The Salamander’s Safety Patrol

A spotted salamander prepares to cross the road in New Haven, Vt., on Sunday, March 22. [Source: AP/NPR]
A spotted salamander prepares to cross the road in New Haven, Vt., on Sunday, March 22. [Source: AP/NPR]

What was it Loudon Wainwright sang? “You got your dead cat and you got your dead dog. On a moonlight night you got your dead toad-frog.” Well, not in Vermont, if some forward-thinking batrachian-lovers can help it. Now the question remains, will blind flaneurs accept such an escort service on rainy nights? Maybe in mating season.

According to the AP/NPR:

The black salamander with yellow spots sat on the roadside in the dark, ready to make a go of it.

But it was not on its own. It got help from an escort — one of 45 people who volunteered on a recent night to carry salamanders, frogs and newts across the road during their annual migration to mate.

On rainy nights in early spring, roads between forests and vernal pools are hopping and crawling with activity. On some nights, hundreds of amphibians cross small stretches of asphalt to mate. But many don’t make it.

From rural Vermont to urban centers like Philadelphia, human escorts, called bucket brigades in some places, help amphibians make it to their mating areas without getting squashed by cars. It’s part education, part conservation, and part science.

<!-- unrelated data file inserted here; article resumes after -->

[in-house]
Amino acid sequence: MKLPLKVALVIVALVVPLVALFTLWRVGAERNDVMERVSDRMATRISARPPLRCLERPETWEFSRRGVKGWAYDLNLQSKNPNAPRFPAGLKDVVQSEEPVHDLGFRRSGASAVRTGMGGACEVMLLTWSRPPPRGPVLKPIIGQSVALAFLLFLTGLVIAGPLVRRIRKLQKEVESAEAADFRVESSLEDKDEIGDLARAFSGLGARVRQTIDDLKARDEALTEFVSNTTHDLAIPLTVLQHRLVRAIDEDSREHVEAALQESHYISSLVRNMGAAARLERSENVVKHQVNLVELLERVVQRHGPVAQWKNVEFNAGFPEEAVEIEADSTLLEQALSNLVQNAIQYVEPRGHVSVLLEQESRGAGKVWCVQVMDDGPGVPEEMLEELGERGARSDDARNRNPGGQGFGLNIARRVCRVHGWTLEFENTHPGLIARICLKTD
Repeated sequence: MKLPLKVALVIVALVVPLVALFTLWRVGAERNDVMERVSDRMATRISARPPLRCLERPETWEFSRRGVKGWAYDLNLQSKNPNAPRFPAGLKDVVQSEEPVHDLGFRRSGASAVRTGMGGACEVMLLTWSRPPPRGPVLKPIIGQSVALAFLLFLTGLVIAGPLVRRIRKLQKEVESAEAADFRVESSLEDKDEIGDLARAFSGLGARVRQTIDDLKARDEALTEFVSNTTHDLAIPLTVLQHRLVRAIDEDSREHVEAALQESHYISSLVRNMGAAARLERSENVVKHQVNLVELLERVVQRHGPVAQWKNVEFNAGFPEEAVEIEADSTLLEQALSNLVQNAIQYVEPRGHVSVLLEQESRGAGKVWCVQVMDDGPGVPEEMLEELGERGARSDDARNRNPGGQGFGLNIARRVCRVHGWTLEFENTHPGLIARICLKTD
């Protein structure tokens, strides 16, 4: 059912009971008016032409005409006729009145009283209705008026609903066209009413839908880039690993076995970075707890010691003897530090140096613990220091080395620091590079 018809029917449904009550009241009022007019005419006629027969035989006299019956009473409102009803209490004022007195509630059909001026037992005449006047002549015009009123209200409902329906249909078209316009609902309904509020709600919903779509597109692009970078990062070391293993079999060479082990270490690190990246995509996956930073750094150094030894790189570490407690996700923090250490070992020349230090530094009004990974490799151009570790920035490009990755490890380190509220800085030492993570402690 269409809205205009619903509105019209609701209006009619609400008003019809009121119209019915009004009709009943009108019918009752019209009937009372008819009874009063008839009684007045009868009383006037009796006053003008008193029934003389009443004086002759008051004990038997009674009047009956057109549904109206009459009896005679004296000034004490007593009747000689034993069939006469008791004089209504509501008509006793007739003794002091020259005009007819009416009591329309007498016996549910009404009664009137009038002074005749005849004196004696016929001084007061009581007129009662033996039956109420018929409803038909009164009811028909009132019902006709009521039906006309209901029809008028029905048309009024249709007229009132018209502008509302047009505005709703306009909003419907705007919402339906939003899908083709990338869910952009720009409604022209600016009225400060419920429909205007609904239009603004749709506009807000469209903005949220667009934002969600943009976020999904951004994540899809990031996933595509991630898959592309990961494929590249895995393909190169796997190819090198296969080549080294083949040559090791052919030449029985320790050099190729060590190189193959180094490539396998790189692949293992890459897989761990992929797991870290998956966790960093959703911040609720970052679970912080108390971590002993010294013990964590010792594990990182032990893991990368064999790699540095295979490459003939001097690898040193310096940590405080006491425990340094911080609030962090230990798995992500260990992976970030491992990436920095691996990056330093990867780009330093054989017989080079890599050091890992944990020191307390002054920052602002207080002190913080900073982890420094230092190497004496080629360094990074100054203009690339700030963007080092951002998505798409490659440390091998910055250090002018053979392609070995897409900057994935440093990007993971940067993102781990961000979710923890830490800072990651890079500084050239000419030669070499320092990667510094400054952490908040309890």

“It’s an extraordinary thing and people deserve to know about it,” said Warren King, a member of the Otter Creek Audubon Society, who organizes a crossing in Salisbury. “And it needs to be protected. There are sites where many of the critters that are crossing never make it.”

On a recent night, University of Vermont student Kaitlin Friedman walked with other volunteers along the asphalt with flashlights and clipboards, moving wood frogs, peepers, blue-spotted, red-backed and four-toed salamanders across the road, while jotting down how many they saw. They also kept count of vehicles, and the amphibians that didn’t make it, trying to identify the flattened carcasses.

“It’s pretty much the one time of year where you get to see a lot of salamanders in abundance and it’s just really cool,” said Friedman, 20, of Long Island, New York. “Plus, you know you help them across the road, you feel like maybe you’re making a small reduction in their mortality rates, maybe, just for that hour or so.” Read more.

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